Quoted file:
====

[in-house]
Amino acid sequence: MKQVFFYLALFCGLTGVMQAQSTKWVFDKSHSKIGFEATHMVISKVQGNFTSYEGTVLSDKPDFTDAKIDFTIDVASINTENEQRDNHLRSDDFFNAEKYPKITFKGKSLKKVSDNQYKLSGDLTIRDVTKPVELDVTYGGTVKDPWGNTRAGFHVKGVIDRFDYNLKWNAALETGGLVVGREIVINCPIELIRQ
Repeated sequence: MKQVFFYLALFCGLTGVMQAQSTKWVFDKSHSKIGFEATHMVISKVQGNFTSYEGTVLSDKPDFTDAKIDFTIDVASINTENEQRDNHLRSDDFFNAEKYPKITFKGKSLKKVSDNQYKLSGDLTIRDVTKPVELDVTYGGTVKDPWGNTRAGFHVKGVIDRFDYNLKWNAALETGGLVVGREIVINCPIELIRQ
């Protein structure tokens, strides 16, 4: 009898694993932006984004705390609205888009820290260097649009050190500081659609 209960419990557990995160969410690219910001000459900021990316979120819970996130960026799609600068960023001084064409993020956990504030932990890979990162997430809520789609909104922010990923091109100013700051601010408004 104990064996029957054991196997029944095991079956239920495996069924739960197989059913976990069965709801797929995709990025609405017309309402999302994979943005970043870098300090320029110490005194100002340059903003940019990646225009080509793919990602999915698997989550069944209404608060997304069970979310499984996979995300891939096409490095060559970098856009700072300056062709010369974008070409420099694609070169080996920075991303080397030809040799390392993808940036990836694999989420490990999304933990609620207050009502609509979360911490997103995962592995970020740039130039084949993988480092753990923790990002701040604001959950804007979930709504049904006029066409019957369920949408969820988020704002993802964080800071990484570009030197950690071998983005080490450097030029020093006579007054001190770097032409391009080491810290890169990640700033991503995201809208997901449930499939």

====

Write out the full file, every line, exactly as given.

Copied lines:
[in-house]
Amino acid sequence: MKQVFFYLALFCGLTGVMQAQSTKWVFDKSHSKIGFEATHMVISKVQGNFTSYEGTVLSDKPDFTDAKIDFTIDVASINTENEQRDNHLRSDDFFNAEKYPKITFKGKSLKKVSDNQYKLSGDLTIRDVTKPVELDVTYGGTVKDPWGNTRAGFHVKGVIDRFDYNLKWNAALETGGLVVGREIVINCPIELIRQ
Repeated sequence: MKQVFFYLALFCGLTGVMQAQSTKWVFDKSHSKIGFEATHMVISKVQGNFTSYEGTVLSDKPDFTDAKIDFTIDVASINTENEQRDNHLRSDDFFNAEKYPKITFKGKSLKKVSDNQYKLSGDLTIRDVTKPVELDVTYGGTVKDPWGNTRAGFHVKGVIDRFDYNLKWNAALETGGLVVGREIVINCPIELIRQ
């Protein structure tokens, strides 16, 4: 009898694993932006984004705390609205888009820290260097649009050190500081659609 209960419990557990995160969410690219910001000459900021990316979120819970996130960026799609600068960023001084064409993020956990504030932990890979990162997430809520789609909104922010990923091109100013700051601010408004 104990064996029957054991196997029944095991079956239920495996069924739960197989059913976990069965709801797929995709990025609405017309309402999302994979943005970043870098300090320029110490005194100002340059903003940019990646225009080509793919990602999915698997989550069944209404608060997304069970979310499984996979995300891939096409490095060559970098856009700072300056062709010369974008070409420099694609070169080996920075991303080397030809040799390392993808940036990836694999989420490990999304933990609620207050009502609509979360911490997103995962592995970020740039130039084949993988480092753990923790990002701040604001959950804007979930709504049904006029066409019957369920949408969820988020704002993802964080800071990484570009030197950690071998983005080490450097030029020093006579007054001190770097032409391009080491810290890169990640700033991503995201809208997901449930499939």